There have been several news articles in the past few weeks addressing issues of privacy and kids. From the Consumer Report’s findings that there are 7.5 million children under the age of 13 using Facebook, which is against Facebook’s own policy (read more), to California’s proposed Social Networking Privacy Act (SB 242), to the FTC’s investigation of Facebook’s possible COPPA violations (illegal advertising to minors). I have mixed reactions to all of this, but overall I am encouraged to see so much attention circulating around children and privacy. My dissertation research (which I’ll get around to discussing on here soon), focuses on children, digital media, and perceptions of risk. It seems far too often media and policies pay too much attention to harmful yet unlikely risks (such as predators) and tend to neglect the less harmful yet significantly more likely risks (such as invasion of privacy). Thus I see the invested interest in privacy to be a positive pendulum swing with regards to children, risk, and digital media.
I am not at all surprised there are so many “under age” children with Facebook accounts. Social media have become increasingly popular with all age demographics, and young children are no exception. Facebook attempts to restrict its site to 13 year olds however, any child can lie about their birthdate and sign up for an account. To be honest, this doesn’t bother me that much in and of itself. The purpose of Facebook’s minimum age requirement is not safety-driven but rather privacy-driven. Facebook’s minimum age requirement is in compliance with the 1999 Child Online Privacy Protection Act (COPPA) which is intended to protect minors from unknowingly releasing too much personally identifiable information (PII). The Act aims to give parents control over how much information is collected from their children online. However, because Facebook is not aimed at children under the age of 13 (hence the minimum age requirement), they have not had to abide by the same COPPA requirements. But this could change…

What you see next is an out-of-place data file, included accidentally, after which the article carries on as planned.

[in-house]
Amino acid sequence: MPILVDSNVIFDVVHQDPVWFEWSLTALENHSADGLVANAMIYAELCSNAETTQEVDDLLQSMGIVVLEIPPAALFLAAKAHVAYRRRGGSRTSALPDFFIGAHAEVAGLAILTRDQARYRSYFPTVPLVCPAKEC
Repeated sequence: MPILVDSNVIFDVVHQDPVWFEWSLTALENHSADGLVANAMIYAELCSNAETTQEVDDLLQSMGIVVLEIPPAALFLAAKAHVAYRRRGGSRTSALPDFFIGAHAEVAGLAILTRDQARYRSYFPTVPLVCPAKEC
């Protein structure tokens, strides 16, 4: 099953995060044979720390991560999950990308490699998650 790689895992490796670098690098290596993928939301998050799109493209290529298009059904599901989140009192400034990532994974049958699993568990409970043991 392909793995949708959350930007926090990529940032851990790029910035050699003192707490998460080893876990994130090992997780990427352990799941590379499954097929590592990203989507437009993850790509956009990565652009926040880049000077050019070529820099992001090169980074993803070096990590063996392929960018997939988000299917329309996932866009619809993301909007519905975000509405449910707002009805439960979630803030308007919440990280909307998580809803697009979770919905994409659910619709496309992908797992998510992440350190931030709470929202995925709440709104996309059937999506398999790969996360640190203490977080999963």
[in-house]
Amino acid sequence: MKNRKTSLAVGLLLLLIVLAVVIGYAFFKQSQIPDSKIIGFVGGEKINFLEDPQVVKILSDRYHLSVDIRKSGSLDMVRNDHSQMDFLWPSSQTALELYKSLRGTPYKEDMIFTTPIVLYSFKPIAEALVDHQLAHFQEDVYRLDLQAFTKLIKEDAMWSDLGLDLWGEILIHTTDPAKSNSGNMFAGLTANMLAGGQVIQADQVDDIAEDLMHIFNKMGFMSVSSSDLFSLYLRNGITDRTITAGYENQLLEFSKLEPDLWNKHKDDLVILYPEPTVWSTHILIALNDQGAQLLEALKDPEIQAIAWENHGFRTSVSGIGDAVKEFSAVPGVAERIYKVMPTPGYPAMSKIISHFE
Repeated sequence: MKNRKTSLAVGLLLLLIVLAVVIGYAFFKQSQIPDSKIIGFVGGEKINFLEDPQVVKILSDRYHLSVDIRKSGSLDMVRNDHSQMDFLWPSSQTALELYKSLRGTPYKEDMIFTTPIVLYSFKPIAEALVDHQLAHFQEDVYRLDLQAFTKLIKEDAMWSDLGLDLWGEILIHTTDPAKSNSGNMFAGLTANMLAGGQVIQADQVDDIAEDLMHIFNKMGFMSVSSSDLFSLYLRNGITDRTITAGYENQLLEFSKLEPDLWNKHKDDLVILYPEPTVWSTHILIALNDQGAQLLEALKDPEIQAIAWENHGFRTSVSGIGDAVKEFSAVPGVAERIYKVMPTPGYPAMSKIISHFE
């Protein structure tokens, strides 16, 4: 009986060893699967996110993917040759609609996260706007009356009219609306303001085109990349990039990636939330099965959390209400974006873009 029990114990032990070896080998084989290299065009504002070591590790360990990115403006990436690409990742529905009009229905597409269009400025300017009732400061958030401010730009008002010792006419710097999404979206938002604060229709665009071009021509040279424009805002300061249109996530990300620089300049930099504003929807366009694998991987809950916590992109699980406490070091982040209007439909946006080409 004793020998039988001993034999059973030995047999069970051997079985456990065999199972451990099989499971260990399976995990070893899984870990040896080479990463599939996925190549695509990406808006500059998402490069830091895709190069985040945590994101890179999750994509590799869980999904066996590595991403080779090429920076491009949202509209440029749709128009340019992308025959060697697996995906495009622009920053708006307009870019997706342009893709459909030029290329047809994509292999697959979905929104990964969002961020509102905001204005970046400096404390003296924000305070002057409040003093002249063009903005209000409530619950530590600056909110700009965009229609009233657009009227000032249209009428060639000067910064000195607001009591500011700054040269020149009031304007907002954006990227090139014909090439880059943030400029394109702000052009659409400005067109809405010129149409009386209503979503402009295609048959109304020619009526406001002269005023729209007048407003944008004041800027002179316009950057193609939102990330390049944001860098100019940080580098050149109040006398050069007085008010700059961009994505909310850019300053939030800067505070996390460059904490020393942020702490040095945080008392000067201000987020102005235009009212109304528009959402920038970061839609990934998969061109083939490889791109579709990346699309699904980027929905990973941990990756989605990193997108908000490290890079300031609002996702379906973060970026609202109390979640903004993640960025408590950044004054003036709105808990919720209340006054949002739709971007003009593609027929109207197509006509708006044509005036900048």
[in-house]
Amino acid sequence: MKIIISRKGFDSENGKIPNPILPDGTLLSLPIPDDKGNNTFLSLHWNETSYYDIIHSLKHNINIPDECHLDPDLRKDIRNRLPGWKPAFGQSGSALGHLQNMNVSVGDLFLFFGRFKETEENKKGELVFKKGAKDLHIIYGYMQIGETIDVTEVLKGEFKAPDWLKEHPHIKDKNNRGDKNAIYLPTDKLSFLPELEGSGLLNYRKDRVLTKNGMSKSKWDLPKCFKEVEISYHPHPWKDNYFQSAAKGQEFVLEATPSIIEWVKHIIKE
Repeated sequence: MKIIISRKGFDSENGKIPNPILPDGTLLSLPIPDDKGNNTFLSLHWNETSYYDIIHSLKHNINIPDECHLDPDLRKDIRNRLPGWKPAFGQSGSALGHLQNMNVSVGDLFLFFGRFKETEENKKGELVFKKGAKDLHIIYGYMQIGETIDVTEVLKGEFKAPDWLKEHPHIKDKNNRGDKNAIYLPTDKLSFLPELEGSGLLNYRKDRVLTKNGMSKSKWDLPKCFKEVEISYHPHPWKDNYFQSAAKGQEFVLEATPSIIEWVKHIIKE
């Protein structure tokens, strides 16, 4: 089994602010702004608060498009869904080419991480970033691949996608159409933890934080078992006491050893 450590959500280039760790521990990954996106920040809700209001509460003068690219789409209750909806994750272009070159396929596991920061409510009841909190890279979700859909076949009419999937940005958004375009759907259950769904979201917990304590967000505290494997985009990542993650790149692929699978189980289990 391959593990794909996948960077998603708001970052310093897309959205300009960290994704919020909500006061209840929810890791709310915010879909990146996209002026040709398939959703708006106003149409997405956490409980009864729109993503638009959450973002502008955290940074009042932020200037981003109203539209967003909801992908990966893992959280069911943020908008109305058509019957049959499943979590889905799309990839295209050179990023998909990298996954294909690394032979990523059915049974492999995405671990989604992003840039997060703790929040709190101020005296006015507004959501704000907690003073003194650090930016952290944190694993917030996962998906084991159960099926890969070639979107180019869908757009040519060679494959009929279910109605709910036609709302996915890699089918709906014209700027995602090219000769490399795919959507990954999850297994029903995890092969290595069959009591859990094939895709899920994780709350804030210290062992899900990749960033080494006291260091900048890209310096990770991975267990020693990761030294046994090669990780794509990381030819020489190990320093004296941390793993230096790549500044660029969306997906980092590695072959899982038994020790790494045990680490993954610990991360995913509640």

Facebook is facing several lawsuits from residents in New York and California because of possible COPPA violations. Facebook’s Terms of Service state that the site may use users’ names and images to promote brands that they have “liked” on Facebook. While many adults view this as a privacy violation or an unethical form of advertising, users agree to it when they sign up for an account (and can restrict this to a certain degree via privacy settings). However, this becomes a gray area when the user is under the age of 13 and Facebook did not obtain parental consent to use their child’s name and image – hence the lawsuits. On the one hand I completely agree that parents should have to give consent for commercial websites to use their child’s name and image for advertising purposes. However, I’ll be interested to see what the courts decide since said users were clearly violating Facebook’s Terms of Service when they lied about their age. In so doing, did they waive their COPPA rights by lying about their age?
This gray area highlights some interesting aspects of children and social media. The Consumer Report article finds it “troubling” that so many “under age” kids have Facebook profiles. While the article does mention privacy concerns, it also discusses other risks such as bullying, exposure to pornography, and mallware. The article says,